Serverless Framework is an excellent choice for writing and deploying Lambda Functions in AWS. Having written a blog series on using it with Java8+Maven, I’ve been asked if there is a way to not have too many handlers (One per API), and somehow provide multiple handler functions in the same java class. In this post I provide the structure that’d allow for multiple handlers using a single Java class.
This is particularly useful when the code is tightly coupled around a resource (CRUD) and writing a handler class for each of C, R, U, D seems un-necessary, like it should.
Lambda Functions are a FaaS implementation on Amazon Web Services. Setting them as HTTP/S endpoints over API Gateway can be complicated, and more often than not is an overkill for simple, internal APIs. Besides, API Gateway endpoints for Lambda are public, no matter how we slice and dice it. The recently announced VPC Link for API Gateway only allows the endpoints to route to a NLB target, not a Lambda.
This is a lightweight HTTP/S proxy written in Java, which wraps a lambda invocation, mimicking the API Gateway-Lambda Proxy Integration.
As with any other financial company, at Marqeta, we have a good number of batch jobs, which we are migrating over to AWS Batch. However, even in managed mode, AWS Batch needs us to define Compute Environments, which are clusters of EC2 instances running ECS (and Docker) agents.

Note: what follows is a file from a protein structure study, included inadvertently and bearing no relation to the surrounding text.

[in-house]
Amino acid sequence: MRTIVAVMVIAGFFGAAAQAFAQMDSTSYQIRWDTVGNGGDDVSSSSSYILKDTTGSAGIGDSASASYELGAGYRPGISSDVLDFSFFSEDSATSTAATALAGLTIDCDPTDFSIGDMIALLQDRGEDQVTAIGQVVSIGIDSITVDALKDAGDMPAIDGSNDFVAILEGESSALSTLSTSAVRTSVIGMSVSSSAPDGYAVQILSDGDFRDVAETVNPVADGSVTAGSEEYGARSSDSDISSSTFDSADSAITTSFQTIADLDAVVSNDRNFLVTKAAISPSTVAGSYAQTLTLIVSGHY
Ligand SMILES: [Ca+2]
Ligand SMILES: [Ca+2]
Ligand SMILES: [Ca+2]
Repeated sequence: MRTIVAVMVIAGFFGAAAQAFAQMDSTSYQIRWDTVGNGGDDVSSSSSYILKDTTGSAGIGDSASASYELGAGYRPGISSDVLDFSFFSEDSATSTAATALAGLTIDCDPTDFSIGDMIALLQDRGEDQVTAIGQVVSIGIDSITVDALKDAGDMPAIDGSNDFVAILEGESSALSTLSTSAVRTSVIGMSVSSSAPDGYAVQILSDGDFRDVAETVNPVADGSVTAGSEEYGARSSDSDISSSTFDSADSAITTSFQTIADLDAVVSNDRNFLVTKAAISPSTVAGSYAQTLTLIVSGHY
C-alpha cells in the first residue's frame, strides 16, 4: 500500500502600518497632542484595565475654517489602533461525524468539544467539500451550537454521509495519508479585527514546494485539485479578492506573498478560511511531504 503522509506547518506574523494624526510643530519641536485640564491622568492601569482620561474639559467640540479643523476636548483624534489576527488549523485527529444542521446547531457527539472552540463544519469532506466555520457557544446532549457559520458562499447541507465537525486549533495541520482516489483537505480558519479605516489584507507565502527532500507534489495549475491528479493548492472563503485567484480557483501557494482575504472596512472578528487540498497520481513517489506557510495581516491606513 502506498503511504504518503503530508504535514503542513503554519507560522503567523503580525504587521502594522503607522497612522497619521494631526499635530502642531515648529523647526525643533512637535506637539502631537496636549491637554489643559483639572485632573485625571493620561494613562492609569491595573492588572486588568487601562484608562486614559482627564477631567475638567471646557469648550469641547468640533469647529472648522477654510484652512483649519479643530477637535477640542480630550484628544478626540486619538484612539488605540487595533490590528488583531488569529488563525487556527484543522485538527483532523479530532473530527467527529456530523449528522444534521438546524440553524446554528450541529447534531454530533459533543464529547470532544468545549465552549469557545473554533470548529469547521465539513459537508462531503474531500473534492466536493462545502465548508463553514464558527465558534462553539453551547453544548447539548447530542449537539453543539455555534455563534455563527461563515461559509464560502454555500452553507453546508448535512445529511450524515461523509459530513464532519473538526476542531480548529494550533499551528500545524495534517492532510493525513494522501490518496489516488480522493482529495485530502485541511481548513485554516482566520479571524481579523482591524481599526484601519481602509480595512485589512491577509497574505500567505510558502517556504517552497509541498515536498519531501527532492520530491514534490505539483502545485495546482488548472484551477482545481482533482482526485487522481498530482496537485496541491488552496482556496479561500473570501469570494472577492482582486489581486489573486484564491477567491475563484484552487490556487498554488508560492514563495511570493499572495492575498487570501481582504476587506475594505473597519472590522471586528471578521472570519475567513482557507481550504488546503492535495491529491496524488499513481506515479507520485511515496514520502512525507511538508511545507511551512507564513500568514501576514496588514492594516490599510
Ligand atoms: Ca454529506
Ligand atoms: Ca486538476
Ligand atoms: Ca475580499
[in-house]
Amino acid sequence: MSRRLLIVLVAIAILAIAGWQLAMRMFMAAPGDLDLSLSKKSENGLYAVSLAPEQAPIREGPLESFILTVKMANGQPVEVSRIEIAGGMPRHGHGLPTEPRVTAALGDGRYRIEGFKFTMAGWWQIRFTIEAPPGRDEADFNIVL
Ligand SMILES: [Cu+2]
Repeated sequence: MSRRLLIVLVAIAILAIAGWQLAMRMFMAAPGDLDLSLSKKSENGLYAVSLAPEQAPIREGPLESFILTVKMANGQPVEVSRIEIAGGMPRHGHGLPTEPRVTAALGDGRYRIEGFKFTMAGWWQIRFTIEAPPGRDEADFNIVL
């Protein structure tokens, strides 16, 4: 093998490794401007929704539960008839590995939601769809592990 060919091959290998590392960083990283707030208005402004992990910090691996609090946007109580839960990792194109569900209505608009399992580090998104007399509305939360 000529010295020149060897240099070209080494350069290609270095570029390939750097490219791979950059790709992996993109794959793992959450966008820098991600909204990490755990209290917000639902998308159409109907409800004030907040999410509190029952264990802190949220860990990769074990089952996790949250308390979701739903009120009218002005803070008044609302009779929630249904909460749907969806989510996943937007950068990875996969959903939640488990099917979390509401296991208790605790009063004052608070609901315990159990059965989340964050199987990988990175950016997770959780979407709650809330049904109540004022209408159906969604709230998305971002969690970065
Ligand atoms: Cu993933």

AWS Fargate was announced very recently at re:Invent 2017. Fargate adds a layer of abstraction on top of the Compute Environment, or the ECS Cluster. We no longer have to worry about the AMI, EC2 types, task placement, etc. In this post I cover the POC done to use Fargate over AWS Batch for batch processing, but this can also be used as a tutorial for running any type of tasks using Fargate. We create an ECS Task definition, a Fargate Cluster, and a Lambda to run the task using CloudWatch Event trigger.
Slides from my talk at Scale By the Bay 2017.
In this session I will talk about Immutable Deployments - which have become almost essential in the world of Microservices. As the frequency of deployments across multiple services increases with increasing granularity, it is critical to have repeatable, predictable and immutable deployments serving our customers. In practice, this is achieved via several DevOps tools. We will use Hashicorp Packer and Jenkins to build a simple, immutable AWS deployment of a hello-world microservice. Familiarity with AWS is recommended, but not required for this talk.
At Marqeta, we strive to continually evolve our platform to make it scalable and highly performant. We rely heavily on MySQL, and have many MySQL instances hosted across data centers, as well as on EC2s for various purposes. While refactoring some of our APIs, we thought of giving Amazon Aurora a try. Having heard about Aurora’s performance and high availability, this was definitely a great opportunity. Setting up a single node cluster (one
db.t2.small) via the Console was the first step. After a few clicks, we had our first Aurora Cluster running happily. Next step was to fire up our regression tests while pointing to a schema in Aurora. Our database fixtures worked like a charm, and we were surprised to see all of our (thousand+) tests pass - while we knew it was a MySQL drop in replacement, we still expected some drama. Great first impression!